The Modern Jazz Quartet The Complete Atlantic Studio Recordings of The Modern Jazz Quartet 1956-64 Mosaic Records 2011 They were diverse in talent and temperament. John Lewis, the quiet and determined westerner, who told sound stories with his linear and logical blues-based pianisms; Milt “Bags" Jackson, the baggy eyed, Motor City vibraharp virtuoso; Percy Heath, the Philly bassist with deep, in-the-pocket basslines; Kenny Clarke, the bomb-dropping blacksmith of the beat from Pittsburgh; and Connie Kay, the New York groovemaster of West Indian descent who could throw down with bebop or Ruth Brown. Somehow those ...read more
The Modern Jazz Quartet The Complete Atlantic Studio Recordings of The Modern Jazz Quartet 1956-64 Mosaic Records 2011 Even now, nearly sixty years later, it seems improbable that a group which came together as the rhythm section for one of the hottest players in bebop's genesis era, trumpeter Dizzy Gillespie, could morph into a standalone group that was the epitome of grace, elegance and cool dignity. But that's exactly what happened when Gillespie recruited pianist John Lewis (1920-2001), vibraphonist Milt Jackson (1923-1999), bassist Ray Brown (1926-2002) and drummer Kenny Clarke (1914-1985), giving the quartet ...read more
From the very first sounds heard on Blink of An Eye's Shadow Splice," a ground is gradually established with bass piano chords, a minor-key string bass arco line, a floating vibe resonance and steady pulse rising from the cymbals. As the Ellingtonian Blues In C" evokes, the source of improvisational music is the tradition of jazz. No argument. But over time, the tools feeding into that tradition change and become a go-to part of the instrumental inventory, more so now than in the nascent application of electronics by Miles Davis or Ornette Coleman. British musician, Robin Rimbaud, ...read more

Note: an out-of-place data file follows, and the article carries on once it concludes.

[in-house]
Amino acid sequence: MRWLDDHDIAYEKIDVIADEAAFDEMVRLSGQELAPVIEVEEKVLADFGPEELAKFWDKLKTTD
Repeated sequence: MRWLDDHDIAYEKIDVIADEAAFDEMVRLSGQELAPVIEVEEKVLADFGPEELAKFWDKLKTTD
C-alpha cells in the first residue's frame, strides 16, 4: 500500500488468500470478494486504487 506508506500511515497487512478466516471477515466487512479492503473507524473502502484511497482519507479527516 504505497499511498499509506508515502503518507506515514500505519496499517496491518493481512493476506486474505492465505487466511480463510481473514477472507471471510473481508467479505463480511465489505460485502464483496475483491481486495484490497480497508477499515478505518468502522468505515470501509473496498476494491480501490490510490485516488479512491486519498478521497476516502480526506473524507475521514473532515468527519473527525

If the early works of Robin Rimbaud (aka Scanner) can be described as voyeuristic, then Blink Of An Eye might just be Frotteurism, the act of touching others, usually in crowds, without their ever knowing. On Blink of an Eye he alters, accents and manipulates a jazz quartet's sound, often without it being obvious.Scanner began producing music in the late 1980s/early 1990s by pirating cellphone calls and working them into his electronic sound, an approach that fits nicely with pianist Matthew Shipp's nubop" concept. Rimbaud and Shipp built this recording around the tradition and lineup of the famed ...read more
For nearly half a century, the Modern Jazz Quartet (MJQ) endured as one of the most well-renowned ensembles in jazz. The original MJQ came together in 1946 as the rhythm section in Dizzy Gillespie's orchestra: Milt Jackson on vibes and John Lewis on piano, as well as bassist Ray Brown and drummer Kenny Clarke. Brown and Clarke were replaced early on by Percy Heath and Connie Kay, respectively, but Lewis and Jackson would remain mainstays of the MJQ all the way up to its final recordings in the early '90s. This release features that updated lineup in performance from the ...read more